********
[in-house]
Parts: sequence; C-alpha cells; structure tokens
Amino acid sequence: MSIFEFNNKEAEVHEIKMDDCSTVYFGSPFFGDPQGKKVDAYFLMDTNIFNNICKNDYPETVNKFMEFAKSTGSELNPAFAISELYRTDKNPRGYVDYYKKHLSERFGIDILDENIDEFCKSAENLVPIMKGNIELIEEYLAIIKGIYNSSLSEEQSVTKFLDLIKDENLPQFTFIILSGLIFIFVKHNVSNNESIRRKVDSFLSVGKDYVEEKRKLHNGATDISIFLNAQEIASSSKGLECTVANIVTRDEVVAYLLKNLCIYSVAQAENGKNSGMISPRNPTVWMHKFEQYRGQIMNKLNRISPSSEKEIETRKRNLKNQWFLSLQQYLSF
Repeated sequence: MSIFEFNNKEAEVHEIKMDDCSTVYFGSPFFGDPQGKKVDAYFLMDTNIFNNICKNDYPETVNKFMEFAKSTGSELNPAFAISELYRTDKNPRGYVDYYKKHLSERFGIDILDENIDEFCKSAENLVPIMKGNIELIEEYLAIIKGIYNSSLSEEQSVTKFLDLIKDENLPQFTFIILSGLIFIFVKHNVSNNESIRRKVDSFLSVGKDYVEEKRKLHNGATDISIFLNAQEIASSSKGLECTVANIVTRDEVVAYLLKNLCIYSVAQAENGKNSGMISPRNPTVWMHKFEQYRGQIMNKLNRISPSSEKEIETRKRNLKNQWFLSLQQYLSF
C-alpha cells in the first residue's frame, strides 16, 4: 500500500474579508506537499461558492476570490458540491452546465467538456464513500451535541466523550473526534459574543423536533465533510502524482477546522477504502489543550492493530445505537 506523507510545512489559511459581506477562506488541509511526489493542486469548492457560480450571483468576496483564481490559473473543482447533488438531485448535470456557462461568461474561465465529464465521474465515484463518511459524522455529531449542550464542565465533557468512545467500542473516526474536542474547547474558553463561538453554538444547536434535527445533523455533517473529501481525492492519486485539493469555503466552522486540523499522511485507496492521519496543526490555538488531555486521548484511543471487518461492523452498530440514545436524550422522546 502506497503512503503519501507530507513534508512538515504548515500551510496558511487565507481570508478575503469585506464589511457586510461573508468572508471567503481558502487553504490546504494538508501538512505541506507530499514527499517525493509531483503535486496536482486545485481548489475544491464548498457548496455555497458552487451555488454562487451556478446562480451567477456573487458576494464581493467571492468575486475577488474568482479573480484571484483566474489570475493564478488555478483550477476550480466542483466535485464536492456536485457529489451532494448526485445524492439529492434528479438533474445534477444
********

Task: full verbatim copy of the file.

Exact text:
[in-house]
Parts: sequence; C-alpha cells; structure tokens
Amino acid sequence: MSIFEFNNKEAEVHEIKMDDCSTVYFGSPFFGDPQGKKVDAYFLMDTNIFNNICKNDYPETVNKFMEFAKSTGSELNPAFAISELYRTDKNPRGYVDYYKKHLSERFGIDILDENIDEFCKSAENLVPIMKGNIELIEEYLAIIKGIYNSSLSEEQSVTKFLDLIKDENLPQFTFIILSGLIFIFVKHNVSNNESIRRKVDSFLSVGKDYVEEKRKLHNGATDISIFLNAQEIASSSKGLECTVANIVTRDEVVAYLLKNLCIYSVAQAENGKNSGMISPRNPTVWMHKFEQYRGQIMNKLNRISPSSEKEIETRKRNLKNQWFLSLQQYLSF
Repeated sequence: MSIFEFNNKEAEVHEIKMDDCSTVYFGSPFFGDPQGKKVDAYFLMDTNIFNNICKNDYPETVNKFMEFAKSTGSELNPAFAISELYRTDKNPRGYVDYYKKHLSERFGIDILDENIDEFCKSAENLVPIMKGNIELIEEYLAIIKGIYNSSLSEEQSVTKFLDLIKDENLPQFTFIILSGLIFIFVKHNVSNNESIRRKVDSFLSVGKDYVEEKRKLHNGATDISIFLNAQEIASSSKGLECTVANIVTRDEVVAYLLKNLCIYSVAQAENGKNSGMISPRNPTVWMHKFEQYRGQIMNKLNRISPSSEKEIETRKRNLKNQWFLSLQQYLSF
C-alpha cells in the first residue's frame, strides 16, 4: 500500500474579508506537499461558492476570490458540491452546465467538456464513500451535541466523550473526534459574543423536533465533510502524482477546522477504502489543550492493530445505537 506523507510545512489559511459581506477562506488541509511526489493542486469548492457560480450571483468576496483564481490559473473543482447533488438531485448535470456557462461568461474561465465529464465521474465515484463518511459524522455529531449542550464542565465533557468512545467500542473516526474536542474547547474558553463561538453554538444547536434535527445533523455533517473529501481525492492519486485539493469555503466552522486540523499522511485507496492521519496543526490555538488531555486521548484511543471487518461492523452498530440514545436524550422522546 502506497503512503503519501507530507513534508512538515504548515500551510496558511487565507481570508478575503469585506464589511457586510461573508468572508471567503481558502487553504490546504494538508501538512505541506507530499514527499517525493509531483503535486496536482486545485481548489475544491464548498457548496455555497458552487451555488454562487451556478446562480451567477456573487458576494464581493467571492468575486475577488474568482479573480484571484483566474489570475493564478488555478483550477476550480466542483466535485464536492456536485457529489451532494448526485445524492439529492434528479438533474445534477444